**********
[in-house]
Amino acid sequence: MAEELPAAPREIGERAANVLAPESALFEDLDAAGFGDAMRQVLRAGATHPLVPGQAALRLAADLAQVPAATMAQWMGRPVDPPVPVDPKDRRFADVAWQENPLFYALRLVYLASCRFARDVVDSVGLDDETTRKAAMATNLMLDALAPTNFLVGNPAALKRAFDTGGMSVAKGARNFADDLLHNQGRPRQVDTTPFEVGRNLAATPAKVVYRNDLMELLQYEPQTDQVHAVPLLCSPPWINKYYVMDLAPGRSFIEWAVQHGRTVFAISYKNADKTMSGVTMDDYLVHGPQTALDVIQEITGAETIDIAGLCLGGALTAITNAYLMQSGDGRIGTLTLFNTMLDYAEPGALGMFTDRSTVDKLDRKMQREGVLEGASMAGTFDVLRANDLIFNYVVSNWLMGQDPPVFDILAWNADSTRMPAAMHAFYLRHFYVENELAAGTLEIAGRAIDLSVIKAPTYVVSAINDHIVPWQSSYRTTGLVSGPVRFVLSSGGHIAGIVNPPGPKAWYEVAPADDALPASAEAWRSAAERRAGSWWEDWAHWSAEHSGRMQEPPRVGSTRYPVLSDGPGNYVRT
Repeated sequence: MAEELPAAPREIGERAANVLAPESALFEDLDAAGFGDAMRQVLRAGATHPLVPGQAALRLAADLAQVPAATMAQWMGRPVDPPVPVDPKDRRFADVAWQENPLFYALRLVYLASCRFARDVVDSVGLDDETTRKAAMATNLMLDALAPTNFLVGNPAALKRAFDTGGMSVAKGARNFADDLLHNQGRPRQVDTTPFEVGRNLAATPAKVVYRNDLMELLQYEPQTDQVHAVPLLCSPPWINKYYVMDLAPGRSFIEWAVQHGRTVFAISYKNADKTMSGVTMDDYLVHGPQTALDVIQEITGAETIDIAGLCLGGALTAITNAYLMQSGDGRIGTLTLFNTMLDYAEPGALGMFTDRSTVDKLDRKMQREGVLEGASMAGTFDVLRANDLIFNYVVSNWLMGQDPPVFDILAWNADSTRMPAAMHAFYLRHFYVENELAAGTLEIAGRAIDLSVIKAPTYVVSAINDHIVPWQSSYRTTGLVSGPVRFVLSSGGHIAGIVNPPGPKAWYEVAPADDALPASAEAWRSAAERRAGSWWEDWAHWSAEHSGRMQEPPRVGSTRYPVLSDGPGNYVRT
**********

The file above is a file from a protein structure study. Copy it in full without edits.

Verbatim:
[in-house]
Amino acid sequence: MAEELPAAPREIGERAANVLAPESALFEDLDAAGFGDAMRQVLRAGATHPLVPGQAALRLAADLAQVPAATMAQWMGRPVDPPVPVDPKDRRFADVAWQENPLFYALRLVYLASCRFARDVVDSVGLDDETTRKAAMATNLMLDALAPTNFLVGNPAALKRAFDTGGMSVAKGARNFADDLLHNQGRPRQVDTTPFEVGRNLAATPAKVVYRNDLMELLQYEPQTDQVHAVPLLCSPPWINKYYVMDLAPGRSFIEWAVQHGRTVFAISYKNADKTMSGVTMDDYLVHGPQTALDVIQEITGAETIDIAGLCLGGALTAITNAYLMQSGDGRIGTLTLFNTMLDYAEPGALGMFTDRSTVDKLDRKMQREGVLEGASMAGTFDVLRANDLIFNYVVSNWLMGQDPPVFDILAWNADSTRMPAAMHAFYLRHFYVENELAAGTLEIAGRAIDLSVIKAPTYVVSAINDHIVPWQSSYRTTGLVSGPVRFVLSSGGHIAGIVNPPGPKAWYEVAPADDALPASAEAWRSAAERRAGSWWEDWAHWSAEHSGRMQEPPRVGSTRYPVLSDGPGNYVRT
Repeated sequence: MAEELPAAPREIGERAANVLAPESALFEDLDAAGFGDAMRQVLRAGATHPLVPGQAALRLAADLAQVPAATMAQWMGRPVDPPVPVDPKDRRFADVAWQENPLFYALRLVYLASCRFARDVVDSVGLDDETTRKAAMATNLMLDALAPTNFLVGNPAALKRAFDTGGMSVAKGARNFADDLLHNQGRPRQVDTTPFEVGRNLAATPAKVVYRNDLMELLQYEPQTDQVHAVPLLCSPPWINKYYVMDLAPGRSFIEWAVQHGRTVFAISYKNADKTMSGVTMDDYLVHGPQTALDVIQEITGAETIDIAGLCLGGALTAITNAYLMQSGDGRIGTLTLFNTMLDYAEPGALGMFTDRSTVDKLDRKMQREGVLEGASMAGTFDVLRANDLIFNYVVSNWLMGQDPPVFDILAWNADSTRMPAAMHAFYLRHFYVENELAAGTLEIAGRAIDLSVIKAPTYVVSAINDHIVPWQSSYRTTGLVSGPVRFVLSSGGHIAGIVNPPGPKAWYEVAPADDALPASAEAWRSAAERRAGSWWEDWAHWSAEHSGRMQEPPRVGSTRYPVLSDGPGNYVRT